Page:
Thursday, March 3, 2011

Jane Eyre

Growing up, Jane Eyre was one of my favorite books. Even though I read it a couple of times back then, I haven’t picked it up again since I was a teenager. However, I do always try to catch the latest film version. The most recent is by Cary Fukunaga, with Mia Wasikowska (The Kids Are All Right, Alice in Wonderland) as Jane and Michael Fassbender (Hunger, Inglourious Basterds) as Rochester. The film goes into wide release later this month and I think it is one of the best I've seen at capturing both the gothic and romantic elements of the story, with a great atmosphere and just the right amount of gloom and drama.


In preparation for seeing this advanced screening, I downloaded a LibriVox recording by Elizabeth Klett to reacquaint myself with the story. If you don’t know LibriVox, they offer free audio recordings of books in the public domain. Since the books are all read by volunteers, the quality of the readers varies widely; however, the site often has multiple versions, so you can sample and pick which one you like. For example, the first reader I downloaded had mispronounced Hebrides and Caligula in just the first chapter, so I quickly abandoned her and switched to Klett’s reading, which I was quite happy with.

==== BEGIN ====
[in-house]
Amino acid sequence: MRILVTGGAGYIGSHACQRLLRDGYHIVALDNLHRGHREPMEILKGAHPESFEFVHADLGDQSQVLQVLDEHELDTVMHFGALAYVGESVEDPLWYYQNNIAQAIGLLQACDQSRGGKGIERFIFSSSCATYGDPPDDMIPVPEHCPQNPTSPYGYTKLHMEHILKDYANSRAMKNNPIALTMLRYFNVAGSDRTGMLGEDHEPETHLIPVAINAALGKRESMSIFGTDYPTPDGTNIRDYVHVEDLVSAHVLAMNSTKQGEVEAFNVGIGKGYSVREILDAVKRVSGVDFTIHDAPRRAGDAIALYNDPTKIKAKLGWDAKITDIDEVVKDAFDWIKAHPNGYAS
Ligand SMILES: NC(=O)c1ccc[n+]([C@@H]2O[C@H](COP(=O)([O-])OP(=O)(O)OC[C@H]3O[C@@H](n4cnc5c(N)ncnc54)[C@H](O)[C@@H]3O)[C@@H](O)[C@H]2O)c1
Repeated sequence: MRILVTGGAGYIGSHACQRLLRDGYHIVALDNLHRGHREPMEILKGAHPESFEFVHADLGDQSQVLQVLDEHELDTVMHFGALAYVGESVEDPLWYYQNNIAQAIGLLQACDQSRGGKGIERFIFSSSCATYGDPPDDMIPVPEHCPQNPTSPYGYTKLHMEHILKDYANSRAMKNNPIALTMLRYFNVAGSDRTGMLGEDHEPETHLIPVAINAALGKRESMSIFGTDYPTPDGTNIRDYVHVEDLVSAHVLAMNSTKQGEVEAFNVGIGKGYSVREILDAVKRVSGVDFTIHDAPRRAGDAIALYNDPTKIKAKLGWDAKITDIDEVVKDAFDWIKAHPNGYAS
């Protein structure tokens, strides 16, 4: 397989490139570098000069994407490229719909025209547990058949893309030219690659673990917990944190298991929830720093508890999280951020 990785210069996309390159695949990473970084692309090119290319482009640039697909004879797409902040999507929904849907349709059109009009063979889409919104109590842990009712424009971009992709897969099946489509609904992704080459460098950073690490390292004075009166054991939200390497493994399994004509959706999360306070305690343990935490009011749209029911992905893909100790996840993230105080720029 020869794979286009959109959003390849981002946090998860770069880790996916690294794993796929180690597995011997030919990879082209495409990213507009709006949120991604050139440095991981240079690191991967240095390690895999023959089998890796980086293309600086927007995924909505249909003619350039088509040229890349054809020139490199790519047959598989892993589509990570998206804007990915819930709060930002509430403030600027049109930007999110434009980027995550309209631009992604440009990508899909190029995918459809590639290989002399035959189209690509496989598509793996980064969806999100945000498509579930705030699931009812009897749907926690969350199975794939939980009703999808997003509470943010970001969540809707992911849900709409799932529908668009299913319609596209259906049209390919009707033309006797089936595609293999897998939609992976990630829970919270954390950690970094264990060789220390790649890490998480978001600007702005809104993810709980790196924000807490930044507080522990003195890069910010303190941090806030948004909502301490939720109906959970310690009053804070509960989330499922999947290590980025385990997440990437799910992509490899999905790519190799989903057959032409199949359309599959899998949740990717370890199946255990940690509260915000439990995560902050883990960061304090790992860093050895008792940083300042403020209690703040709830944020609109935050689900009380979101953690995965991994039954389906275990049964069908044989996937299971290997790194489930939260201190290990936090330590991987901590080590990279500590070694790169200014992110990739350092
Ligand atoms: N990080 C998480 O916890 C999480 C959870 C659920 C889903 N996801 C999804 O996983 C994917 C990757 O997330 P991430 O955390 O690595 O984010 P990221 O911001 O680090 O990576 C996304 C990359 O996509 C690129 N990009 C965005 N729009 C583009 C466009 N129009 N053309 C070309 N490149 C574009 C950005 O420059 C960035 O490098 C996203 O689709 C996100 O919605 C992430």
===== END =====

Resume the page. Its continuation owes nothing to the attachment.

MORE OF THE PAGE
With the novel fresh in my mind, I must say that the choices of where to compress and/or change the novel for the screen were right on the money. I also loved how this version framed the story: The film starts with Jane fleeing Thornfield over the moors and ending up at the Rivers’ house (which actually takes place about two-thirds of the way through the novel). Her arrival and collapse on the doorstep sets in motion the series of flashbacks to her childhood and life at Thornfield. Eventually, the opening shots are matched later in the story as Jane’s tale plays out.

I had a few quibbles with some choices near the end, and Rochester was far too good-looking, but, all in all, they did a really good job with it. The two leads were very believable and Dame Judi Dench was characteristically fabulous as Mrs. Fairfax.

If you are at all a fan of the book, don’t miss this one.

3 comments:

Stasia said...

So going to this one. Did you know Mia W. used to be a ballet dancer? All the great ones were. Heehee :)

Sylvie said...

Yes, she talked about how she uses that in her roles. Unfortunately, I didn't have the press tickets I thought, so I was in the second row, but that was great for the Q & A where Mia and the director were right in front of me.

LifetimeReader said...

I am so envious that you had a chance to see this early! Can't wait to see it.